Share buyback w/ debt question

Discussion in 'Trading' started by dividend, Oct 9, 2007.

  1. What are the conditions under which a corporate stock buyback using debt makes sense? (Example: YUM $4 B buyback.) A cash buyback makes sense because there is no change in assets (cash = stock) while increasing EPS.
  2. There's no change in assets either if debt is used for a buyback. Debt is an asset. The only legitimate reason why a company might use debt for a buyback is if they feel the stock is underpriced and they want to "appease" shareholders. It generally also means that a company sees fewer growth opportunities in the near future. It's "riskier" for a company to also use debt to buy back stock. The risk of ownership is transferred from stockholders to debtors, so current debt holders wouldn't be too thrilled most likely.

  3. In theory it makes sense while it reduces the company's weighted average cost of capital. Beyond a certain point too much debt increases the WACC due to the increased risk to both shareholders and debt holders. Normally debt is cheaper than equity from the company point of view.

    Most companies remain under-leveraged due to agency factors (management likes to have a comfortable cushion) and this is the gap private equity exploits (usually).

    It can also be done cynically as a poison pill.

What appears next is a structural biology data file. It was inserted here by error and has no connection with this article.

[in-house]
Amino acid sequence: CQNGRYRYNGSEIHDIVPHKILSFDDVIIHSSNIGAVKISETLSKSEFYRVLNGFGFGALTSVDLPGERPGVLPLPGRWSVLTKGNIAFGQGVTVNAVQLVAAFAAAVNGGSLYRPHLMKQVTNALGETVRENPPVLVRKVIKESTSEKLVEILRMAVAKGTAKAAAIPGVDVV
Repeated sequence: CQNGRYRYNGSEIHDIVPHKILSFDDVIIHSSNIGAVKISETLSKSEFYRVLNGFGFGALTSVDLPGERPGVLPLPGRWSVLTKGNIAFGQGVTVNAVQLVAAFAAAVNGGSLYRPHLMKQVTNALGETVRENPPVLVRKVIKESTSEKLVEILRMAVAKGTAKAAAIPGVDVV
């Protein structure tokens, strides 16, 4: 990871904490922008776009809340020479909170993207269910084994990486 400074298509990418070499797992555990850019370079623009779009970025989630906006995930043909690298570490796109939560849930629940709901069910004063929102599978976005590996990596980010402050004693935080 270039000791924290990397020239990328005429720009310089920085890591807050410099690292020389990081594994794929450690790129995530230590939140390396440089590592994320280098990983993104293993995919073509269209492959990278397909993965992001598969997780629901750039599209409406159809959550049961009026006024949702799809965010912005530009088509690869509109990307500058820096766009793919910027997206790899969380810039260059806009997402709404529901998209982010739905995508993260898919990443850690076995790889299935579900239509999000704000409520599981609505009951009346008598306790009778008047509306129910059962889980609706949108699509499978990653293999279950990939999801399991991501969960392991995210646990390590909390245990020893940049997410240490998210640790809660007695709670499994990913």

Debt is not an asset, but the cash is and they of course balance - I think this is what he meant above.
  4. So when management thinks conditions are not as robust they begin to buyback with debt. Or it could be a poison pill tactic or just buying to appease shareholders.

    They could have used debt to finance growth in China or elsewhere; rather they chose to buyback stock. So I can conclude that management thinks that the return on stock sum tax benefit on debt interest will be higher than the return on growth operations.
  5. Yes, sorry, that is exactly what I meant. Assets=Liabilities+Owner's Equity.
  6. Yes, that is correct for the most part. It may also just be that at the *current* time they don't see great opportunities.

    Or that the company does'nt want to take any risks with projects, so they "appease" stockholders who are screaming for return for their investment.

    The other poster is correct to in identifying WACC. It could also be that their capital structure is out of line with their preferred mix of equities and debt, so they "realign" it.